Outside the comfort zone

Even using the words “outside the comfort zone” feels like a self-help cliche. I’ve come to realize that a lot of the changes I have made in my life in the last year (that all of us have been forced to make during this pandemic), fall within this cliche.

Taking up backpacking and training alone, with only my dog for company most of the time? A little scary, but at least I have bear spray! Leaving my home for 3 days in the woods with only what I can carry on my back? Scary, but being with my best friend made it less so. Pooping in a hole in the ground and trying to avoid being seen by people while doing it? Very scary!

Wendy and Amber about two miles into the Badger Mountain Challenge 15k Ruck

Amber and I also stepped way outside of our comfort zones when we signed up for a 15k Ruck, the Badger Mountain Challenge in Richland, WA.

It needs to be clarified that we are not runners. I did have a stint of running in my 30s, but back issues and arthritis stopped that. We decided to try the ruck, after learning it was a 9.3 mile hike with a 20-30 lb pack on our backs. We’ve done that before!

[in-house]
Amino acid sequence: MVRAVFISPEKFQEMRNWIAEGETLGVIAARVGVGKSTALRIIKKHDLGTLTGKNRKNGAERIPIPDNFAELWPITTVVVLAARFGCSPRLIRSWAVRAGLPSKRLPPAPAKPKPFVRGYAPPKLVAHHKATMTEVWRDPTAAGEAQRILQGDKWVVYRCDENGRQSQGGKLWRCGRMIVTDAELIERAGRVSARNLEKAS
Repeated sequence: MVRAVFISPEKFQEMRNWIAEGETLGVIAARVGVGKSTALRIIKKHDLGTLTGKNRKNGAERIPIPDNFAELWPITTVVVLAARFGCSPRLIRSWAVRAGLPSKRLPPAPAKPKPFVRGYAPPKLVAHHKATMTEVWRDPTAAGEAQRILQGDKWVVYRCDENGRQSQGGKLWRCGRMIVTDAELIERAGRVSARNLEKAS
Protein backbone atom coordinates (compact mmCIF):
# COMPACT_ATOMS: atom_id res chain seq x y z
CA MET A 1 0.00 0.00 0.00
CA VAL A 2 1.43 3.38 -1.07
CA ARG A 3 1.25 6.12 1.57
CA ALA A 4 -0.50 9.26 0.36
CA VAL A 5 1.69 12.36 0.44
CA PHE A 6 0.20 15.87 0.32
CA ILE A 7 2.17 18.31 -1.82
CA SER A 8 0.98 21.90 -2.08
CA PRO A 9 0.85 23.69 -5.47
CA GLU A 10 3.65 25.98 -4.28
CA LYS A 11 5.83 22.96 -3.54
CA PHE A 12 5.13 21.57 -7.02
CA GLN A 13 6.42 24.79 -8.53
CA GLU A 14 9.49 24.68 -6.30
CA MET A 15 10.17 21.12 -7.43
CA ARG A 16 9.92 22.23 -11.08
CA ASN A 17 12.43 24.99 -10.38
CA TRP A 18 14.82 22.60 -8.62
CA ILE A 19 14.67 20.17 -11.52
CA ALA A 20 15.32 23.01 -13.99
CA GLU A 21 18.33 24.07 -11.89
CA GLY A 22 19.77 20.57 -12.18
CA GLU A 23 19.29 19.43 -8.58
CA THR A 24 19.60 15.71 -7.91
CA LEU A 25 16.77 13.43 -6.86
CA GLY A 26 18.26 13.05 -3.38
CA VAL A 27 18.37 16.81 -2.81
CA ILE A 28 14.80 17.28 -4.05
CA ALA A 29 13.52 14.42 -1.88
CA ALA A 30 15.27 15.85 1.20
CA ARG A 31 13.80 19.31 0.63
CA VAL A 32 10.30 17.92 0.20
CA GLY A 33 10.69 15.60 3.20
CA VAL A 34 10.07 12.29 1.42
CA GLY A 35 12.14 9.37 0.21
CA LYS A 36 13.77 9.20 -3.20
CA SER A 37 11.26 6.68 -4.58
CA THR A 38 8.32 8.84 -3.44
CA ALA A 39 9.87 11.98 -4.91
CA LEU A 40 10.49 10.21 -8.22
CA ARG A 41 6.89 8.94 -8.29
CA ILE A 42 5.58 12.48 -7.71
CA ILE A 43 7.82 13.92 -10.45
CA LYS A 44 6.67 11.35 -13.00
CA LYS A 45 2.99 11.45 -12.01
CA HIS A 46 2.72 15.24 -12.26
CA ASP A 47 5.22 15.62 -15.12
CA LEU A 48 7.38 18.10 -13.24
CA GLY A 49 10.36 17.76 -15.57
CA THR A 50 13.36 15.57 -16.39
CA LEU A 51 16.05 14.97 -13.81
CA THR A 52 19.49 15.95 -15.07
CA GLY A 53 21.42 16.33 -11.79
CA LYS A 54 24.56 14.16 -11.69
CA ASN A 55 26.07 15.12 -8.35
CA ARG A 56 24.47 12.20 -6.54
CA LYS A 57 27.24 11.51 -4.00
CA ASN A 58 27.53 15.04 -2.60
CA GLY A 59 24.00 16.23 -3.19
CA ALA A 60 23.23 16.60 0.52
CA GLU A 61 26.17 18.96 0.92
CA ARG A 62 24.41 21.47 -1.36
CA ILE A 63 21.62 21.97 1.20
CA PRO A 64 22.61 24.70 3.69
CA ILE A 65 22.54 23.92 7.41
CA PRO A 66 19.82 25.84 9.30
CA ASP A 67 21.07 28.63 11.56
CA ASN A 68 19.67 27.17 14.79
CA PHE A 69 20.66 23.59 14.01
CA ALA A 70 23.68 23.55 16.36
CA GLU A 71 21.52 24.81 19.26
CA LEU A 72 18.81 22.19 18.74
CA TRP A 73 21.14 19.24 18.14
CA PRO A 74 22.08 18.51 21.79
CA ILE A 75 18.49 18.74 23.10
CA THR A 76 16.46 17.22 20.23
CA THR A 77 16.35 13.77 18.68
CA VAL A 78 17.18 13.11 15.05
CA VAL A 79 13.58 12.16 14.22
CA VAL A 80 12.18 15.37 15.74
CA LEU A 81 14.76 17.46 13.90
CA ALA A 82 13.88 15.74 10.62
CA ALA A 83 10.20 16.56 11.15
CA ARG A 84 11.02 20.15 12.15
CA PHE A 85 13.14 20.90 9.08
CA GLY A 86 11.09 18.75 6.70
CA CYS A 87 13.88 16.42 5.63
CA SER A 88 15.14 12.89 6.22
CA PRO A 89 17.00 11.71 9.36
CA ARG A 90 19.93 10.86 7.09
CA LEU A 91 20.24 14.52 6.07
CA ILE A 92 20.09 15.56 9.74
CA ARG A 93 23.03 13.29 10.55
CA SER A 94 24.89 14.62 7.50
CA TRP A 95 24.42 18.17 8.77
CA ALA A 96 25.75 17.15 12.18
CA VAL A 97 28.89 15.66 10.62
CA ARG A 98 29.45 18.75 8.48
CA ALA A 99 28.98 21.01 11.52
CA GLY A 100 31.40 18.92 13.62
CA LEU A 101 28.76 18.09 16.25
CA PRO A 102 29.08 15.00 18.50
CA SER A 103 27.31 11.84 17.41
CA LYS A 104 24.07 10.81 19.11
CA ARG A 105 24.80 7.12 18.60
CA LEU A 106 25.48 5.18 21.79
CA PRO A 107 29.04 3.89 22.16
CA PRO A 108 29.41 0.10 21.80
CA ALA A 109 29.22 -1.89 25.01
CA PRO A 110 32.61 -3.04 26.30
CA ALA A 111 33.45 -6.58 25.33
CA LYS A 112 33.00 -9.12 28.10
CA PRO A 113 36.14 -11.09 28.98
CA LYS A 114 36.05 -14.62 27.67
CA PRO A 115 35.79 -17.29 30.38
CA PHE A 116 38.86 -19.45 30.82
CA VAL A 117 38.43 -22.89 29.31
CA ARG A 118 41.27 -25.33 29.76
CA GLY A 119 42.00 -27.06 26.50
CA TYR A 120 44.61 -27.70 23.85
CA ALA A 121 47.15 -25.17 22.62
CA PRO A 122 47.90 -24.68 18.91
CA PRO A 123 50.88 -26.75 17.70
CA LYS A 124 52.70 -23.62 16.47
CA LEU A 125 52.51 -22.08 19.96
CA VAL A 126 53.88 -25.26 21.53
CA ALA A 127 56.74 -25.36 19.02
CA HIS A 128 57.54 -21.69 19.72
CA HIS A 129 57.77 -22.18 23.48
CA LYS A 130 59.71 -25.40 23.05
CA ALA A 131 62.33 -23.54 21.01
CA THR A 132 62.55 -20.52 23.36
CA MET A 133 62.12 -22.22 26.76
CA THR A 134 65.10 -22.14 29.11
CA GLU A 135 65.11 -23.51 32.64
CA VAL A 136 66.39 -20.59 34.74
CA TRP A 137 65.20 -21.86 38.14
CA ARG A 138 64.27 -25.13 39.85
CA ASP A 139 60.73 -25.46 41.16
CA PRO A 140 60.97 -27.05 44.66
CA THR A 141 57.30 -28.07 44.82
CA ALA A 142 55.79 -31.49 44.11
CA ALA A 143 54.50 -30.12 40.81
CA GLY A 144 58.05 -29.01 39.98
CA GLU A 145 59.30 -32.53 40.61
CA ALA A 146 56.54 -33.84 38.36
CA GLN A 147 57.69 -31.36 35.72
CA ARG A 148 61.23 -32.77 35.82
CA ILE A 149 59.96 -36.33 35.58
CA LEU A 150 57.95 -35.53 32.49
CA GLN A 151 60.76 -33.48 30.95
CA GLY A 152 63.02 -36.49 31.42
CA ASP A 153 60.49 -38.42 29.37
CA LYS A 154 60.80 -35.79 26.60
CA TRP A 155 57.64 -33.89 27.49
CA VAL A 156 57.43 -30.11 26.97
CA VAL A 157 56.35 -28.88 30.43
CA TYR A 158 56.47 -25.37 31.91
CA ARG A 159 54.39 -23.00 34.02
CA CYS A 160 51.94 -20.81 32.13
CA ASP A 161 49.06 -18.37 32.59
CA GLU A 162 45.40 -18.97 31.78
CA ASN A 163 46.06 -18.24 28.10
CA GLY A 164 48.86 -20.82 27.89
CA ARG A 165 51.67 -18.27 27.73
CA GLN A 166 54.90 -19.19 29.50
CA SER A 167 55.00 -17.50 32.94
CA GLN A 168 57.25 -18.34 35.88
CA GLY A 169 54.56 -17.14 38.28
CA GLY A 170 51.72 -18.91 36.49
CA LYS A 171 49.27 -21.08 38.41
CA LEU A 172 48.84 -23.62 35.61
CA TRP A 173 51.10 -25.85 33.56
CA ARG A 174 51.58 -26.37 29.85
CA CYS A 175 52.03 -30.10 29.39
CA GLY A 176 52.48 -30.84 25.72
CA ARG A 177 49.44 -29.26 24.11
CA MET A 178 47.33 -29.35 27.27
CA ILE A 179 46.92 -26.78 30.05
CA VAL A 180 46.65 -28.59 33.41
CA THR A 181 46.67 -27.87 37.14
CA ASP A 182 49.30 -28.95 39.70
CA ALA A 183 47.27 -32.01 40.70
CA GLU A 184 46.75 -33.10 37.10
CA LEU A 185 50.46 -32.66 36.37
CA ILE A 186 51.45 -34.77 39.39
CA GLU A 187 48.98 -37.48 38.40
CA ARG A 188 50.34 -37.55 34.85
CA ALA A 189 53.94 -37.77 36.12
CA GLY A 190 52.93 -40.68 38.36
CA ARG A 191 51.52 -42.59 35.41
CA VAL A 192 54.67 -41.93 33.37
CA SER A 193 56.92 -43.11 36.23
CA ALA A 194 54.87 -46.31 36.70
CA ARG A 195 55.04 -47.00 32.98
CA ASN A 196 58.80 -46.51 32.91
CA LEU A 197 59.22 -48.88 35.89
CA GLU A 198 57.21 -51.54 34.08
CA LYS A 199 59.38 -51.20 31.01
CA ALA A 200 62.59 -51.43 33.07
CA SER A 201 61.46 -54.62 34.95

This f*ing hill nearly took us out around the half way mark

Most who have done a ruck know these races are based on the military ruck march, and many have a very strong military feel (i.e. GoRuck). Luckily for our civilian butts, Badger Mountain is not this kind of event.

We gathered up our camping backpacks (at 55 and 60 L respectively), loaded them up with weight, including canned and other other non-perishable foods to donate at the finish line. We grabbed our snacks and trekking poles, and headed to the start line.

Non-perishable foods that we packed through the race and donated at the finish line

It is true that we looked a little out of place, and we took it slow and steady. Despite it, we trekked ahead, and finished the race (in very last place). It was a challenge, but fun. Being at the back of the pack brings benefits like meeting the owner of a local running store as he cleared race markers behind us. We are already talking about doing it again next year!

Wendy with Scott, the owner of Runners Soul in Kennewick, WA

The lesson of this race and the last year has been to force myself past discomfort. I’ve discovered that’s where I really enjoy living my life, once I push past my initial fears. I have had to stop worrying about what others may think, and do what makes me feel good about myself, my body, and my life.

As stated above, I am no elite athlete. What I have focused on this last year has been getting out in nature and moving my body. That’s what is important. If I’m lucky, you might be inspired to do the same.


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